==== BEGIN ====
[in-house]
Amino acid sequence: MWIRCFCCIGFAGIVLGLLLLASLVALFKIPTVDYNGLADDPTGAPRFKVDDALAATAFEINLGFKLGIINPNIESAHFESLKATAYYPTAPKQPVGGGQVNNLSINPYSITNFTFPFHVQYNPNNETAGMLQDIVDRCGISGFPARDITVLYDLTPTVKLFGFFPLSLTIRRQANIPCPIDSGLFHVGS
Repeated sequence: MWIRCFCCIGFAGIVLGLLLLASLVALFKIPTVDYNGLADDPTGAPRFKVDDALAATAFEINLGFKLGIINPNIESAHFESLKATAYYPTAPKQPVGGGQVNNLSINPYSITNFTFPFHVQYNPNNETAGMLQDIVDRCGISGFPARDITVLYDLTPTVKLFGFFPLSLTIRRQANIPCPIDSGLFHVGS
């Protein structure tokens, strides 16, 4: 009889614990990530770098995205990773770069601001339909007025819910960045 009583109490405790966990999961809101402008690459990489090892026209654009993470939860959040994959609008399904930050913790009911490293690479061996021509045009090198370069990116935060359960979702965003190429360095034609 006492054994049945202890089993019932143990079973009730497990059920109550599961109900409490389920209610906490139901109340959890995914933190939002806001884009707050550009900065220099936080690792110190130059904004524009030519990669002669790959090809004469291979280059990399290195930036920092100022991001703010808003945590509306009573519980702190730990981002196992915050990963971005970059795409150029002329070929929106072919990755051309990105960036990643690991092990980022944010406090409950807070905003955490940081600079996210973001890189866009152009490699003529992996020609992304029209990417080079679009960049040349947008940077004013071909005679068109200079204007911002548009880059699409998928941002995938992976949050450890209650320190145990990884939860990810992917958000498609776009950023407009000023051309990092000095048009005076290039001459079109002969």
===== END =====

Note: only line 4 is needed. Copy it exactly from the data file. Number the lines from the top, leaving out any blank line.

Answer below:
């Protein structure tokens, strides 16, 4: 009889614990990530770098995205990773770069601001339909007025819910960045 009583109490405790966990999961809101402008690459990489090892026209654009993470939860959040994959609008399904930050913790009911490293690479061996021509045009090198370069990116935060359960979702965003190429360095034609 006492054994049945202890089993019932143990079973009730497990059920109550599961109900409490389920209610906490139901109340959890995914933190939002806001884009707050550009900065220099936080690792110190130059904004524009030519990669002669790959090809004469291979280059990399290195930036920092100022991001703010808003945590509306009573519980702190730990981002196992915050990963971005970059795409150029002329070929929106072919990755051309990105960036990643690991092990980022944010406090409950807070905003955490940081600079996210973001890189866009152009490699003529992996020609992304029209990417080079679009960049040349947008940077004013071909005679068109200079204007911002548009880059699409998928941002995938992976949050450890209650320190145990990884939860990810992917958000498609776009950023407009000023051309990092000095048009005076290039001459079109002969």